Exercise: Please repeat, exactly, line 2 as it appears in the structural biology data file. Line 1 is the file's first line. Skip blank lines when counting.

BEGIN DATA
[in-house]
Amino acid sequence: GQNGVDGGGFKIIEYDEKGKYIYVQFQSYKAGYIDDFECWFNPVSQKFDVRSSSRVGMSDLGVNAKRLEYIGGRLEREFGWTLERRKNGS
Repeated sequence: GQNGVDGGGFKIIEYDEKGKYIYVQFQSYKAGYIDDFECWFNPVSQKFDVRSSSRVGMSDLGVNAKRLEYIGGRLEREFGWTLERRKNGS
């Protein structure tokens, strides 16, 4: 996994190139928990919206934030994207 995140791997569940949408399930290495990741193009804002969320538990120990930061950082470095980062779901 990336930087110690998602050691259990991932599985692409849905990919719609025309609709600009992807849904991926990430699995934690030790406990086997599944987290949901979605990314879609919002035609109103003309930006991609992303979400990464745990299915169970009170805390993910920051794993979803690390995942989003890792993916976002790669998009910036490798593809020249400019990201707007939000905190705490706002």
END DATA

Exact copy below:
Amino acid sequence: GQNGVDGGGFKIIEYDEKGKYIYVQFQSYKAGYIDDFECWFNPVSQKFDVRSSSRVGMSDLGVNAKRLEYIGGRLEREFGWTLERRKNGS